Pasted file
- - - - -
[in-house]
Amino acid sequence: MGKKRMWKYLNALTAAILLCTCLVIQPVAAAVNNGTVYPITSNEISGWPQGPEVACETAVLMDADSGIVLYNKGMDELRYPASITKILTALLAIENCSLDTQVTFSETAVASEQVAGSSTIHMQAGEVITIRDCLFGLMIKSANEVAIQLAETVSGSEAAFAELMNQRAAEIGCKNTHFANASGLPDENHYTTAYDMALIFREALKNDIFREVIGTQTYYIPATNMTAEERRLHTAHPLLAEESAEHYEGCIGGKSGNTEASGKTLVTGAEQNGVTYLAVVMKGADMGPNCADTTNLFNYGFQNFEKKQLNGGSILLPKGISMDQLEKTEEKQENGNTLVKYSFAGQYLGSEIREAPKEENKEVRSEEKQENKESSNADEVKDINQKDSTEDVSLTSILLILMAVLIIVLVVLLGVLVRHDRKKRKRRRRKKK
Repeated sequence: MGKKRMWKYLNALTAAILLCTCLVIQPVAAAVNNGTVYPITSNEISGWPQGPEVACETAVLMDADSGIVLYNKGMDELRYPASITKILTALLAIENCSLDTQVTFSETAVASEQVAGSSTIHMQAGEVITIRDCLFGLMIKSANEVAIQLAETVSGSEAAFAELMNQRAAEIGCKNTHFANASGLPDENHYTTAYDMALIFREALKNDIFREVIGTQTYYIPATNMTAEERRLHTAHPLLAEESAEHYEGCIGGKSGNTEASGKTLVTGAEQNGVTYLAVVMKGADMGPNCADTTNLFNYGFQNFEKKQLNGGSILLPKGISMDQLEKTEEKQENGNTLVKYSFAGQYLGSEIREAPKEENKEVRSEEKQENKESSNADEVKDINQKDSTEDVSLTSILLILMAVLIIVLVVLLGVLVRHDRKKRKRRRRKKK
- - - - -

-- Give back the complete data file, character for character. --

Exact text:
[in-house]
Amino acid sequence: MGKKRMWKYLNALTAAILLCTCLVIQPVAAAVNNGTVYPITSNEISGWPQGPEVACETAVLMDADSGIVLYNKGMDELRYPASITKILTALLAIENCSLDTQVTFSETAVASEQVAGSSTIHMQAGEVITIRDCLFGLMIKSANEVAIQLAETVSGSEAAFAELMNQRAAEIGCKNTHFANASGLPDENHYTTAYDMALIFREALKNDIFREVIGTQTYYIPATNMTAEERRLHTAHPLLAEESAEHYEGCIGGKSGNTEASGKTLVTGAEQNGVTYLAVVMKGADMGPNCADTTNLFNYGFQNFEKKQLNGGSILLPKGISMDQLEKTEEKQENGNTLVKYSFAGQYLGSEIREAPKEENKEVRSEEKQENKESSNADEVKDINQKDSTEDVSLTSILLILMAVLIIVLVVLLGVLVRHDRKKRKRRRRKKK
Repeated sequence: MGKKRMWKYLNALTAAILLCTCLVIQPVAAAVNNGTVYPITSNEISGWPQGPEVACETAVLMDADSGIVLYNKGMDELRYPASITKILTALLAIENCSLDTQVTFSETAVASEQVAGSSTIHMQAGEVITIRDCLFGLMIKSANEVAIQLAETVSGSEAAFAELMNQRAAEIGCKNTHFANASGLPDENHYTTAYDMALIFREALKNDIFREVIGTQTYYIPATNMTAEERRLHTAHPLLAEESAEHYEGCIGGKSGNTEASGKTLVTGAEQNGVTYLAVVMKGADMGPNCADTTNLFNYGFQNFEKKQLNGGSILLPKGISMDQLEKTEEKQENGNTLVKYSFAGQYLGSEIREAPKEENKEVRSEEKQENKESSNADEVKDINQKDSTEDVSLTSILLILMAVLIIVLVVLLGVLVRHDRKKRKRRRRKKK